Email is an abbreviation for "electronic mail." An email is an electronic
message transferred from one computer user to another. The message can be simple text, or complex documents with images, video, or sound clips.
Like paper mail, email has both destination and return addresses. The syntax for an email address is user@domain, where each domain (such as
"redhat.com") can have any number of users.
A user in an email address doesn't have to be a
single, real person. A user can be a group of people or a program attached to the address.
Usually, email address domains are Fully-Qualified Domain Names (FQDN) . These domains point to a unique computer on the
Internet that is responsible for the user's email. For example, "email@example.com" is roger's mailbox on the computer
Special information in the Domain Name System (DNS) abbreviates email address domains to just domain names. This information, known as
Mail Exchanger (MX) records and describes which host in a network is responsible for
handling all that network's email. For example, firstname.lastname@example.org could be an abbreviated email for email@example.com, made possible
by MX records
The Simple Mail Transfer Protocol (SMTP), and its updated cousin the Extended Simple Mail Transfer Protocol (ESMTP), transfer email between computers. When
you send an email, you connect to your local email handler, supplying the email you want to send. Your local email handler then connects to the
recipient's local email handler, and transfers your mail. The recipient's local email handler routes the mail internally, as necessary.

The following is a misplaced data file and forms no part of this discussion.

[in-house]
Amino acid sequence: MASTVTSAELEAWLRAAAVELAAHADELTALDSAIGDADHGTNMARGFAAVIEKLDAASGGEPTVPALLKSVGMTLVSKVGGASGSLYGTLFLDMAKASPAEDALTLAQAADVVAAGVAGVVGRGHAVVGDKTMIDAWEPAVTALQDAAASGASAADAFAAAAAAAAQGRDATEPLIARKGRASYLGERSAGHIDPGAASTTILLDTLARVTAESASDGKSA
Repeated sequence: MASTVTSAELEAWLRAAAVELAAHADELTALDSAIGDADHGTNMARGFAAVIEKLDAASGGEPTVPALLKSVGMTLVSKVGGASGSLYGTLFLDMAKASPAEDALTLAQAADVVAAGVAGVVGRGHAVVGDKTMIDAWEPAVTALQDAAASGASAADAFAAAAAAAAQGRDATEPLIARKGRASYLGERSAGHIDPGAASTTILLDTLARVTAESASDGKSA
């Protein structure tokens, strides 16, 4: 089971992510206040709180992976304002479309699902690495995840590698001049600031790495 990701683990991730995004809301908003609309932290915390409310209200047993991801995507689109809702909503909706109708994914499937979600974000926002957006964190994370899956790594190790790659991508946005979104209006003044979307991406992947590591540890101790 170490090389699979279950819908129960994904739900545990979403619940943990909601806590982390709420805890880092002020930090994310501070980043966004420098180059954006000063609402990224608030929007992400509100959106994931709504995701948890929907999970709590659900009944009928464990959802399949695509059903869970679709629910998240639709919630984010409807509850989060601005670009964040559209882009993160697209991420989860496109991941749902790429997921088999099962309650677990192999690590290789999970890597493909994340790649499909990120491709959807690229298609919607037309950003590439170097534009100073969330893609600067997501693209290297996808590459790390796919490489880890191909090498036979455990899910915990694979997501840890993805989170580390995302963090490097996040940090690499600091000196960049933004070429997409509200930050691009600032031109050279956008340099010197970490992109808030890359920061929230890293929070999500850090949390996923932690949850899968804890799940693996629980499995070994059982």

This two-server architecture has several advantages. First, your local relay can queue email and automatically reattempt delivery if the remote server is unavailable. Second, the local relay can help prevent local users from trivially forging email, and can help maintain better audit logs.
The next lesson describes email agents.
Internet Email - Quiz
Before you move to the next lesson, click the Quiz link below to check your understanding of email concepts.
Internet Email - Quiz
Simple Mail Transfer Protocol (SMTP): The Internet's fundamental mail transfer protocol.
Fully-Qualified Domain Names (FQDN): A domain name that has all required DNS information: the host, network, and top-level domain.
Mail Exchanger (MX)" "A special host designated to handle all the network's email.
MX records: Records in the DNS that describe which host handles mail for a given domain.
Extended Simple Mail Transfer Protocol (ESMTP): An extension of SMTP, ESMTP is a ubiquitous protocol for email transfer